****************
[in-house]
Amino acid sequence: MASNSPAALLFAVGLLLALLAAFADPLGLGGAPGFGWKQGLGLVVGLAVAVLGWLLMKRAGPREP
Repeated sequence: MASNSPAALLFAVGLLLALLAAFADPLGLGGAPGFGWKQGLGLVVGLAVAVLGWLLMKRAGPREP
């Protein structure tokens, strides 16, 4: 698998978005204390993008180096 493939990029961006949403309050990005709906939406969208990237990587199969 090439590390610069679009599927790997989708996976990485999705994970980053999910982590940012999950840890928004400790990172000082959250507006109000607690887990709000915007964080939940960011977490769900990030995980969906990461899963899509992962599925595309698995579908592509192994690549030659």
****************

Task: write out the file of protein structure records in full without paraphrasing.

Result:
[in-house]
Amino acid sequence: MASNSPAALLFAVGLLLALLAAFADPLGLGGAPGFGWKQGLGLVVGLAVAVLGWLLMKRAGPREP
Repeated sequence: MASNSPAALLFAVGLLLALLAAFADPLGLGGAPGFGWKQGLGLVVGLAVAVLGWLLMKRAGPREP
């Protein structure tokens, strides 16, 4: 698998978005204390993008180096 493939990029961006949403309050990005709906939406969208990237990587199969 090439590390610069679009599927790997989708996976990485999705994970980053999910982590940012999950840890928004400790990172000082959250507006109000607690887990709000915007964080939940960011977490769900990030995980969906990461899963899509992962599925595309698995579908592509192994690549030659």